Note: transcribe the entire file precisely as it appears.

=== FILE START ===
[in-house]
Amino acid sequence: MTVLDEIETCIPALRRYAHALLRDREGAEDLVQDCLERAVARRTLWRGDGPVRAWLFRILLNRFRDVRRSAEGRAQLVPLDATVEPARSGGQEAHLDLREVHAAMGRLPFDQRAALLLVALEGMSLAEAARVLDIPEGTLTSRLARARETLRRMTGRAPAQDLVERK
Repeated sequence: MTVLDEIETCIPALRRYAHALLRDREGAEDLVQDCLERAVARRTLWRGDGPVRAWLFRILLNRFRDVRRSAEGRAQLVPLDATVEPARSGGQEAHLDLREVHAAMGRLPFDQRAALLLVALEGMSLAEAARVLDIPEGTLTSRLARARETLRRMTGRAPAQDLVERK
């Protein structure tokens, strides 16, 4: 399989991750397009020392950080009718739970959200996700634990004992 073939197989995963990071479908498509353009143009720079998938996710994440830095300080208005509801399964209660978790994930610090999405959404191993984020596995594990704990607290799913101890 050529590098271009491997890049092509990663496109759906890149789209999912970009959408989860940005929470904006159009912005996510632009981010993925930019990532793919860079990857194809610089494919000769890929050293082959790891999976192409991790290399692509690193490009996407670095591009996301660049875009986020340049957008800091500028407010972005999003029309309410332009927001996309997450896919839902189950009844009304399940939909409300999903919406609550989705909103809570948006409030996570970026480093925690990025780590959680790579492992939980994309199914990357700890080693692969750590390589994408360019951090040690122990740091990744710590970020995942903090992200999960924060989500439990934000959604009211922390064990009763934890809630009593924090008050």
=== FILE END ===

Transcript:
[in-house]
Amino acid sequence: MTVLDEIETCIPALRRYAHALLRDREGAEDLVQDCLERAVARRTLWRGDGPVRAWLFRILLNRFRDVRRSAEGRAQLVPLDATVEPARSGGQEAHLDLREVHAAMGRLPFDQRAALLLVALEGMSLAEAARVLDIPEGTLTSRLARARETLRRMTGRAPAQDLVERK
Repeated sequence: MTVLDEIETCIPALRRYAHALLRDREGAEDLVQDCLERAVARRTLWRGDGPVRAWLFRILLNRFRDVRRSAEGRAQLVPLDATVEPARSGGQEAHLDLREVHAAMGRLPFDQRAALLLVALEGMSLAEAARVLDIPEGTLTSRLARARETLRRMTGRAPAQDLVERK
């Protein structure tokens, strides 16, 4: 399989991750397009020392950080009718739970959200996700634990004992 073939197989995963990071479908498509353009143009720079998938996710994440830095300080208005509801399964209660978790994930610090999405959404191993984020596995594990704990607290799913101890 050529590098271009491997890049092509990663496109759906890149789209999912970009959408989860940005929470904006159009912005996510632009981010993925930019990532793919860079990857194809610089494919000769890929050293082959790891999976192409991790290399692509690193490009996407670095591009996301660049875009986020340049957008800091500028407010972005999003029309309410332009927001996309997450896919839902189950009844009304399940939909409300999903919406609550989705909103809570948006409030996570970026480093925690990025780590959680790579492992939980994309199914990357700890080693692969750590390589994408360019951090040690122990740091990744710590970020995942903090992200999960924060989500439990934000959604009211922390064990009763934890809630009593924090008050």